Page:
variation in temperature.
Detailed or complex maps: mostly symbolic maps done by people in the church with
color and little symbols.
Working map: showing something for a specific purpose. Ex. roman road map
showed no attempt to create world’s water bodies just the roadways.
Perspectives on Cartography
Cartography: the discipline dealing with the conception, production, dissemination
and study of maps in all forms.
Technology: very prominent as virtually everywhere and at every stage the
computer is employed in map construction and dissemination.
Science: the technology is backed and developed by science, the properties of
geographic information and the mapping of atmospheric, geological and economic
processes all require a deeper understanding of the underlying science.
Art: aesthetics, the art and craft of being able to design and produce a new map.
Culture: maps as cultural artifacts and expressions of dominant world views in
different places, different times and different social contexts; of interest to cultural
and social historians, art historians, cultural anthropologists and cultural
Cartographic communication: research understanding human eye-brain
mechanisms, human memory systems, human information processing, artificial
intelligence, perceptual psychology, and linguistics.
Political economy: cartography as an instrument of nation-state and corporate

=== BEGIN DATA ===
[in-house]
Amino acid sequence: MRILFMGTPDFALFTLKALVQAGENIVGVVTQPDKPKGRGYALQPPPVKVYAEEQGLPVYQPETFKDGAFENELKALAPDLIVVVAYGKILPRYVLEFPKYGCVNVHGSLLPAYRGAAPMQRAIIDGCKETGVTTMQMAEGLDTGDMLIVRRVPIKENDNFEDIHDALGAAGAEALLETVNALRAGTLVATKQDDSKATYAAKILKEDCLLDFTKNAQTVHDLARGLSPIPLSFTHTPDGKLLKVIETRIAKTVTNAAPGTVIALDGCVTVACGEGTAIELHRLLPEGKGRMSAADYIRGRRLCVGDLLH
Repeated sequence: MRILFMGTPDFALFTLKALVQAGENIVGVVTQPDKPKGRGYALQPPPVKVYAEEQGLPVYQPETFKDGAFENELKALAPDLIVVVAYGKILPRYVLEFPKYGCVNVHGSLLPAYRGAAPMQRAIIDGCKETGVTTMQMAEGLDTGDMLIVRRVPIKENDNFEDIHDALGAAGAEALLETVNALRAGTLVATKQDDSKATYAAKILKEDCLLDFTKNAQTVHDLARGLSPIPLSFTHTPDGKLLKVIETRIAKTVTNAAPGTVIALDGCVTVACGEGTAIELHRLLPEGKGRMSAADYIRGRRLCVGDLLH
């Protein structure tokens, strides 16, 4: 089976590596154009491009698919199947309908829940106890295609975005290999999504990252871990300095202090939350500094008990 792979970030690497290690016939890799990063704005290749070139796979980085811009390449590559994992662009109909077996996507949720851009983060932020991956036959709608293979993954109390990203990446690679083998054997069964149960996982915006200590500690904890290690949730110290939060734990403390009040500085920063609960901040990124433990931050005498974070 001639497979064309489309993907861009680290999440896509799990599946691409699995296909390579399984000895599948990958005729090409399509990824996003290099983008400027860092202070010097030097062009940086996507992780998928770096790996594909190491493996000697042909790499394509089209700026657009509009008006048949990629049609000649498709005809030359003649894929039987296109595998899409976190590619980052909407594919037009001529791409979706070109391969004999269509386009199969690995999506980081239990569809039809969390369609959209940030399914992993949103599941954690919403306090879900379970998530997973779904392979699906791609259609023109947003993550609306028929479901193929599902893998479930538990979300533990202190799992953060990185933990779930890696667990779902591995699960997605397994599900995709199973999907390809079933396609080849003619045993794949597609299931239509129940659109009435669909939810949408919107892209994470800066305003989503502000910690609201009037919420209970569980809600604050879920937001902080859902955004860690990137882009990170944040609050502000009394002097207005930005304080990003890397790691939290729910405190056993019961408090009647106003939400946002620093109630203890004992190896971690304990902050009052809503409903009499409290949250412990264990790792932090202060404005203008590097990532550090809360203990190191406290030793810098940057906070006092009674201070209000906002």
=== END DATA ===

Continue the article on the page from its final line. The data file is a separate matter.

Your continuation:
control both historically and in contemporary settings.
Map: a symbolized image of geographic reality, representing selected features or
characteristics, resulting from the creative efforts of cartographers and designed for
use when spatial relationships are of special relevance.
Communication: mapping is a fundamental form of representing space and location,
and it occupies a central place in the experience and development of the majority of
people who have lived in large groups.
Transformation 1: the cartographer’s conception of reality; from something physical
to something conceptual; uses codes of cartographic convention and design – in the
cartographers mind. Transformation 2: perception and understanding of the map; decoding the map – in
the map user’s mind.
Intangible maps: representations of spatial relations in our head.
Tangible maps: representations of spatial relations on paper or computer screens.
Cognitive map: the product of cognitive mapping, whereby an individual acquires,